A naturally occurring acid that is responsible for the tart flavor of many fruits, usually when unripe. It is added to wine to aid in the aging process and is used as an alkali in many foods. It is also responsible for the extreme sourness found in some candies.
- Quick Stats
It is a molecule synthesized in our bodies during energy production and is essential to cell function and metabolism.
apples, cherries, grapes, wine, sour candies, salt & vinegar chips, beverages, jams, frozen desserts
Possible Health Effects
Can be irritating to the skin and mouth in high quantities. Possible use as a drug to treat fibromyalgia.
- US Food And Drug Administration, Code of Federal Regulations Title 21: Malic Acid, Updated April 1, 2010, US Food and Drug Administration
- Journal of Rheumatology, Treatment of fibromyalgia syndrome with Super Malic: a randomized, double blind, placebo controlled, crossover pilot study., May 22, 1995, Russell IJ, Michalek JE, Flechas JD, Abraham GE.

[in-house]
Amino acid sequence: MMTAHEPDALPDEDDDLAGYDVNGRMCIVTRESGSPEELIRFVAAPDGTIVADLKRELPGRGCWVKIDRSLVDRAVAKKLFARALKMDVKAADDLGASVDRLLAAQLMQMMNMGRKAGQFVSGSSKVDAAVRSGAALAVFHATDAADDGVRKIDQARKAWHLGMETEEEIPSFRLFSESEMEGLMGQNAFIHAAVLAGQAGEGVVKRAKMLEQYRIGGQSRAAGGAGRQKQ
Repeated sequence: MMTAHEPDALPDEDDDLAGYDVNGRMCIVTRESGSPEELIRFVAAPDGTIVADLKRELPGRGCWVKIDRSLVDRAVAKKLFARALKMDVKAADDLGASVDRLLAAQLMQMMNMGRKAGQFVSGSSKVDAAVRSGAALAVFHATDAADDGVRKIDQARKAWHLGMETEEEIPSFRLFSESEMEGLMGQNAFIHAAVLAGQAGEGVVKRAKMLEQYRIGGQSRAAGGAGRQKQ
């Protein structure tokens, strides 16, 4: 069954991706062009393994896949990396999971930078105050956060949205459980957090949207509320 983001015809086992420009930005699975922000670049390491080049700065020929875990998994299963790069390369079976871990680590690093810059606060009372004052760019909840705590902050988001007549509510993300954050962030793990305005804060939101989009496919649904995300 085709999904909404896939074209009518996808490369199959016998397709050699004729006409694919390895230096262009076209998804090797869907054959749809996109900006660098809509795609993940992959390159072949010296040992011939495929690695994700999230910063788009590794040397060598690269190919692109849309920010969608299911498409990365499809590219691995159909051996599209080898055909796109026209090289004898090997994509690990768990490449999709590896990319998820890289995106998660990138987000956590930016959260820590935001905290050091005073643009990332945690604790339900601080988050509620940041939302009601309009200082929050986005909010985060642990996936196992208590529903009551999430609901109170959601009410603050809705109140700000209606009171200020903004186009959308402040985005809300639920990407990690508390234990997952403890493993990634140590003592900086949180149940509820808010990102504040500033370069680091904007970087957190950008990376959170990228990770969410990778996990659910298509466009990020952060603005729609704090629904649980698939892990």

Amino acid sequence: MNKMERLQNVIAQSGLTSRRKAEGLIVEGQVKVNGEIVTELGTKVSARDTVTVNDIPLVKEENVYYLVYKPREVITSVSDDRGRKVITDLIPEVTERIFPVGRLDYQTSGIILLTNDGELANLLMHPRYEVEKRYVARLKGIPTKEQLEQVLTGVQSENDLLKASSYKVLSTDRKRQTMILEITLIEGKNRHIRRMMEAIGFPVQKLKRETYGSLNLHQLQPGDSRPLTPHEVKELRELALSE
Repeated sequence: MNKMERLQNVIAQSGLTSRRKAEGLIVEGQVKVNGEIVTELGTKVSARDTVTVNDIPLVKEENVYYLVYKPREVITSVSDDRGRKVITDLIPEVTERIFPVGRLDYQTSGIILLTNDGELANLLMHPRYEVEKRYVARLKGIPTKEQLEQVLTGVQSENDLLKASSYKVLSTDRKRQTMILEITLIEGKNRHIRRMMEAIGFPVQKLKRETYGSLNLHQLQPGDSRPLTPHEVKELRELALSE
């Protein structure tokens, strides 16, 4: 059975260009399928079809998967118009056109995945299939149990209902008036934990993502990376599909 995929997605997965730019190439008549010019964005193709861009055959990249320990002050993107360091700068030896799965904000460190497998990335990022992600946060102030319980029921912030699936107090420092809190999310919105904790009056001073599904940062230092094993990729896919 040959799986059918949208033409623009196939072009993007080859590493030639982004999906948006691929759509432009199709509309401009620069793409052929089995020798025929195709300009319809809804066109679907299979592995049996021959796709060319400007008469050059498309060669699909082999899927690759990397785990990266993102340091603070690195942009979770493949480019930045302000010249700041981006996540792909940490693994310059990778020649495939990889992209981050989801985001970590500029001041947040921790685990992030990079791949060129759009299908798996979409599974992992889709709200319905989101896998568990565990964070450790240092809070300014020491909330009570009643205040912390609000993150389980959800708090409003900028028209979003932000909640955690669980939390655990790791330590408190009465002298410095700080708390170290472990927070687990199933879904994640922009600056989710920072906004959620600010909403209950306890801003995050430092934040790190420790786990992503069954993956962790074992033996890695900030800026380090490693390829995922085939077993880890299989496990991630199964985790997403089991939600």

- Winter, Ruth. A Consumer's Dictionary of Food Additives, 7th Edition: Descriptions in Plain English of More Than 12,000 Ingredients Both Harmful and Desirable Found in Foods. Three Rivers Press, 2009
- Statham, Bill. Eat Safe: The Truth about Additives from Aspartame to Xanthan Gum. Running Press, 2008
- Minich, Deanna M. An A-Z Guide to Food Additives: Never Eat What You Can't Pronounce. Conari Press, 2009
- Farlow, Christine Hoza, D.C.Food Additives: A Shopper's Guide To What's Safe & What's Not. KISS For Health Publishing, 2007 Revised Edition
Copyright November 13, 2010 Be Food Smart
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